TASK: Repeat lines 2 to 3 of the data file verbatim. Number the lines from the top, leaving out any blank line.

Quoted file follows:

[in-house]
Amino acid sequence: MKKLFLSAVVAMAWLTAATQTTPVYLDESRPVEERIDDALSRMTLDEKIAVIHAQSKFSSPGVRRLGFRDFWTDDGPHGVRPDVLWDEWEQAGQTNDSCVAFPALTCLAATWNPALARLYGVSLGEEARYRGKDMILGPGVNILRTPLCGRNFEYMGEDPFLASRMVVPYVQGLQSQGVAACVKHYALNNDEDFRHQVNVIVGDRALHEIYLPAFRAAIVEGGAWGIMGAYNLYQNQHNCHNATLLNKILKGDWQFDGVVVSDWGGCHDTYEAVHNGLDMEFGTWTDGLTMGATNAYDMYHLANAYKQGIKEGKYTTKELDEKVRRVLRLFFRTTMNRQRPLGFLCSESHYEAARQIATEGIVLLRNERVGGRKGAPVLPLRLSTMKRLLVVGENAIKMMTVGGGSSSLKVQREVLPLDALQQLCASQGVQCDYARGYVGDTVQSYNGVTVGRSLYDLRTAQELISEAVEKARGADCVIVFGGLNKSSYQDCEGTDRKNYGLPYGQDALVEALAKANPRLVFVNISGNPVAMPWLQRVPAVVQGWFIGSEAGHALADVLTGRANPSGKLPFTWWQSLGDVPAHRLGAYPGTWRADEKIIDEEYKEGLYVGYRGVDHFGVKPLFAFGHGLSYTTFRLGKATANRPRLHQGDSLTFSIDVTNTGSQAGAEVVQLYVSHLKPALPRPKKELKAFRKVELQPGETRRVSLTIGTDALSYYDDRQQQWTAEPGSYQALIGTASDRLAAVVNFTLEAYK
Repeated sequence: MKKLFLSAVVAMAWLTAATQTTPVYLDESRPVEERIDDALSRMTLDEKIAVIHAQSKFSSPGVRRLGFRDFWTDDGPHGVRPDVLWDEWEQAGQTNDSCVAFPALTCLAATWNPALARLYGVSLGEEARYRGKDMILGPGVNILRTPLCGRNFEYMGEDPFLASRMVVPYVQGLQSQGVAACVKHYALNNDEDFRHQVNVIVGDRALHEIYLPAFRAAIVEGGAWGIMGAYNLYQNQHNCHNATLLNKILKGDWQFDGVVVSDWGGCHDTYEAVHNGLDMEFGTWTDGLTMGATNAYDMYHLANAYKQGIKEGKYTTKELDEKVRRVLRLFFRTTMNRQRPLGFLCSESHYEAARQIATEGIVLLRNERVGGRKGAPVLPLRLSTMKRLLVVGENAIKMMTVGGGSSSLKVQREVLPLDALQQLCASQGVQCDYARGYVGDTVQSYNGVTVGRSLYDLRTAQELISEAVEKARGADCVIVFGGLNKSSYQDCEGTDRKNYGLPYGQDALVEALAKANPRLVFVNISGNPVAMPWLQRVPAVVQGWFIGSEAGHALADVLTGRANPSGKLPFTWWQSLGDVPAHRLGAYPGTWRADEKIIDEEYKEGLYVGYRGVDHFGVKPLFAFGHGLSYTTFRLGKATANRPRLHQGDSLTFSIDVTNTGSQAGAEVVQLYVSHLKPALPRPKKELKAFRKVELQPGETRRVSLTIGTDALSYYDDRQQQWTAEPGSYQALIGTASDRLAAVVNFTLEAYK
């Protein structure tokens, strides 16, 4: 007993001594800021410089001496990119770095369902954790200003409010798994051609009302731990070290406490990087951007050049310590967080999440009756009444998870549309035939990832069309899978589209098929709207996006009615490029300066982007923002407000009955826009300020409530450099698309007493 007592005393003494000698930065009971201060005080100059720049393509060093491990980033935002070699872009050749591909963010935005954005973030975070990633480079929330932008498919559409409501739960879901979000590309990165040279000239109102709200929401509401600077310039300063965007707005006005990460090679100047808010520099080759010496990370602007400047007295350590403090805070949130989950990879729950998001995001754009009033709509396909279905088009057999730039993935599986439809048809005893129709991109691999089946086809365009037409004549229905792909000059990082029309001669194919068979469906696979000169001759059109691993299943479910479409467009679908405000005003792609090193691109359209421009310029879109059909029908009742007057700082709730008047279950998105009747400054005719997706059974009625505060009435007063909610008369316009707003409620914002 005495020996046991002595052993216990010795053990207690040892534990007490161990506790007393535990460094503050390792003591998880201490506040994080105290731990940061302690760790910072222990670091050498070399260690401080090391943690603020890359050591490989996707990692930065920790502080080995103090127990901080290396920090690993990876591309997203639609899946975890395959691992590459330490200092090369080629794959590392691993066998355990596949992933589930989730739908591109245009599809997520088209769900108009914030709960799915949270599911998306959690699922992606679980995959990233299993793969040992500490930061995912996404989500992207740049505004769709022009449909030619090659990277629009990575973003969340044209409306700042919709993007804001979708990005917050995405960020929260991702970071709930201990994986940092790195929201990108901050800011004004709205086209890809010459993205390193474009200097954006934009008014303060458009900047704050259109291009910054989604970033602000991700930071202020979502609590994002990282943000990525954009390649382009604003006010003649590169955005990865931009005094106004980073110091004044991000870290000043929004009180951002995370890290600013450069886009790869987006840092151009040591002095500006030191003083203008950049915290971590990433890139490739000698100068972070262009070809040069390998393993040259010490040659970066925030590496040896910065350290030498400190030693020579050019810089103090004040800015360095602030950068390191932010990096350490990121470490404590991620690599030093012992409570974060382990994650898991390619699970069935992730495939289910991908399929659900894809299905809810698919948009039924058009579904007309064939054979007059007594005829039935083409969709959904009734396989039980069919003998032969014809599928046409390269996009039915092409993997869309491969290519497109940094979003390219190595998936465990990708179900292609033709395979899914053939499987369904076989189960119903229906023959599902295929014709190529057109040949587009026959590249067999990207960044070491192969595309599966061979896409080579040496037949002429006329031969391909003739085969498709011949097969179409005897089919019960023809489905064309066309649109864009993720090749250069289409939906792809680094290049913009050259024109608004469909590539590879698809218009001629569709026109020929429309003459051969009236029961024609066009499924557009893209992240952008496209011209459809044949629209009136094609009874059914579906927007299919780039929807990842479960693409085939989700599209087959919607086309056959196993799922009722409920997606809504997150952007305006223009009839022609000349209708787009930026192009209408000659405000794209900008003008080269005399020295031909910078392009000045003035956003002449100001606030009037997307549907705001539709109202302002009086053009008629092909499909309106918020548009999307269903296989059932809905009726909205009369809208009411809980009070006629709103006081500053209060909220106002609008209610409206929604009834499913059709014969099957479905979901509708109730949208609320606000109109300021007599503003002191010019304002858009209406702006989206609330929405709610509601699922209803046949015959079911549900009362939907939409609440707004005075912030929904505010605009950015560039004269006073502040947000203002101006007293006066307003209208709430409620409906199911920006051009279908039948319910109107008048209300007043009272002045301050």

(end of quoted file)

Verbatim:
Amino acid sequence: MKKLFLSAVVAMAWLTAATQTTPVYLDESRPVEERIDDALSRMTLDEKIAVIHAQSKFSSPGVRRLGFRDFWTDDGPHGVRPDVLWDEWEQAGQTNDSCVAFPALTCLAATWNPALARLYGVSLGEEARYRGKDMILGPGVNILRTPLCGRNFEYMGEDPFLASRMVVPYVQGLQSQGVAACVKHYALNNDEDFRHQVNVIVGDRALHEIYLPAFRAAIVEGGAWGIMGAYNLYQNQHNCHNATLLNKILKGDWQFDGVVVSDWGGCHDTYEAVHNGLDMEFGTWTDGLTMGATNAYDMYHLANAYKQGIKEGKYTTKELDEKVRRVLRLFFRTTMNRQRPLGFLCSESHYEAARQIATEGIVLLRNERVGGRKGAPVLPLRLSTMKRLLVVGENAIKMMTVGGGSSSLKVQREVLPLDALQQLCASQGVQCDYARGYVGDTVQSYNGVTVGRSLYDLRTAQELISEAVEKARGADCVIVFGGLNKSSYQDCEGTDRKNYGLPYGQDALVEALAKANPRLVFVNISGNPVAMPWLQRVPAVVQGWFIGSEAGHALADVLTGRANPSGKLPFTWWQSLGDVPAHRLGAYPGTWRADEKIIDEEYKEGLYVGYRGVDHFGVKPLFAFGHGLSYTTFRLGKATANRPRLHQGDSLTFSIDVTNTGSQAGAEVVQLYVSHLKPALPRPKKELKAFRKVELQPGETRRVSLTIGTDALSYYDDRQQQWTAEPGSYQALIGTASDRLAAVVNFTLEAYK
Repeated sequence: MKKLFLSAVVAMAWLTAATQTTPVYLDESRPVEERIDDALSRMTLDEKIAVIHAQSKFSSPGVRRLGFRDFWTDDGPHGVRPDVLWDEWEQAGQTNDSCVAFPALTCLAATWNPALARLYGVSLGEEARYRGKDMILGPGVNILRTPLCGRNFEYMGEDPFLASRMVVPYVQGLQSQGVAACVKHYALNNDEDFRHQVNVIVGDRALHEIYLPAFRAAIVEGGAWGIMGAYNLYQNQHNCHNATLLNKILKGDWQFDGVVVSDWGGCHDTYEAVHNGLDMEFGTWTDGLTMGATNAYDMYHLANAYKQGIKEGKYTTKELDEKVRRVLRLFFRTTMNRQRPLGFLCSESHYEAARQIATEGIVLLRNERVGGRKGAPVLPLRLSTMKRLLVVGENAIKMMTVGGGSSSLKVQREVLPLDALQQLCASQGVQCDYARGYVGDTVQSYNGVTVGRSLYDLRTAQELISEAVEKARGADCVIVFGGLNKSSYQDCEGTDRKNYGLPYGQDALVEALAKANPRLVFVNISGNPVAMPWLQRVPAVVQGWFIGSEAGHALADVLTGRANPSGKLPFTWWQSLGDVPAHRLGAYPGTWRADEKIIDEEYKEGLYVGYRGVDHFGVKPLFAFGHGLSYTTFRLGKATANRPRLHQGDSLTFSIDVTNTGSQAGAEVVQLYVSHLKPALPRPKKELKAFRKVELQPGETRRVSLTIGTDALSYYDDRQQQWTAEPGSYQALIGTASDRLAAVVNFTLEAYK